Eighteenth Sunday in Ordinary Time – B

August 2, 2015
Reading I: Exodus 16:2-4, 12-15; Res Psalm 78:3-4, 23-24, 25, 54; Reading II: Ephesians 4:17, 20-24; Gospel: John 6:24-35

“There are two things the devil is deadly afraid of: Fervent Communion at Eucharist and frequent visits to the Blessed Sacrament.”– St. John Bosco

“In the Sacrament of the Eucharist we find God who gives himself to us. Without the Eucharist we are nothing, but with the Eucharist – the Body, Blood, Soul and Divinity of Jesus – we have everything.” – Pope Francis

Seeking and hungering after Jesus is like the story of the hungry Arab in the desert who sought a spring of which he knew, to quench his thirst. As he got up, he saw a bag, dropped by some traveler, and he joyfully exclaimed, “Here is food.” Eagerly he tore it open, and then in bitter disappointment he cried, “Alas, it’s only pearls!”

Similarly, nothing can feed the soul but Christ! To the hungry soul he is more precious than the gems of Golconda.

In another incident, a boy used to be consistently late for dinner. One particular day his parents had warned him to be on time, but he arrived later than usual. He found his parents already seated at the table, about to start the meal. Quickly he sat at his place, and then noticed what was set before him–a slice of bread and a glass of water. There was silence as he sat staring at his plate, crushed. Suddenly he saw his father’s hand reach over, pick up his plate and set it before himself. Then his dad put his own full plate in front of his son, smiling warmly as he made the exchange. When the boy became a man, he said, “All my life I’ve known what God was like by what my father did that night.”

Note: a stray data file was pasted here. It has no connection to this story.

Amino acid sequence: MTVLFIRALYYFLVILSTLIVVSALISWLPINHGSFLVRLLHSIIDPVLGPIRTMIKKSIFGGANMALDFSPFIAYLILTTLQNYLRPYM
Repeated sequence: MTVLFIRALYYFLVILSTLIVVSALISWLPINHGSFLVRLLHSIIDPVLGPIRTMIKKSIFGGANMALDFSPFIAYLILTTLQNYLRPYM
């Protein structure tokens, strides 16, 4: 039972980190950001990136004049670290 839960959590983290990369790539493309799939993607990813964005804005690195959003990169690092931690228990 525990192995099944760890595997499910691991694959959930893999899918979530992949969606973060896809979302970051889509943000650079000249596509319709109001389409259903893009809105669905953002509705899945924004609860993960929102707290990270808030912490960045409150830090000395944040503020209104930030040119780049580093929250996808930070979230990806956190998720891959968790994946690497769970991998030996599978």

In today’s first reading, the Israelites saw themselves, their families, and their flocks growing thinner and as they saw day after day no likely source of food in the wilderness in which they were traveling, it became obvious to them that they were going to die unless something dramatic happened to reverse their plight. Their month’s journey had involved much care and effort, which now began to look to them as if it had all been expended in vain. Thus they begin to grumble. They claimed that they had in Egypt “all the food” they wanted. Remembering now what they had convinced themselves were the good old days, the people viewed the past differently from how they viewed it when it was happening.

God wasted no time in manifesting himself even more dramatically than through the pillar of cloud as a large visible object. God sends quail and manna for the Israelites. It is brief and obviously of secondary importance to the manna because the quail represented a one-evening supply of meat, whereas the manna was to be a daily occurrence for forty years and the more important food supply for that entire generation of Israelites.

In the second reading, Saint Paul gives us a graphic picture of the lost man today. “In the vanity of their mind” means the empty illusion of the life that thinks there is satisfaction in sin. That is not the life of happiness that God has planned for his children. It is the walk of a lost person, walking in the vanity of the mind. It is an empty illusion of life. What will change the Gentiles from their old nature? What are they to do? They are to listen to Christ. They are to hear him. They are to be taught by him. Those who are not his sheep will not hear him. The saved person looks to the Lord Jesus as his Shepherd. He listens to the Shepherd and he follows him. The unsaved person goes his own way. The truth is in Jesus. Jesus is the One who has been the pioneer; He is the example of life here on earth. There is no reason for any believer to be in the dark today or to be ignorant or to be blind. (Courtesy Fr. Marcel Barla, Capuchin, Rome)

Coming to the Gospel reading of today, Bread in Jesus’ day was the staple diet of those with a low income. It was usually made into flat cakes of wheat flour or barley flour. The grain was ground in a mill and the bread would be freshly baked.

So what did Jesus mean when he said, “I am the Bread of Life?” Did he mean that he had suddenly become a piece of bread?

What Jesus meant was that he alone could satisfy our deepest needs.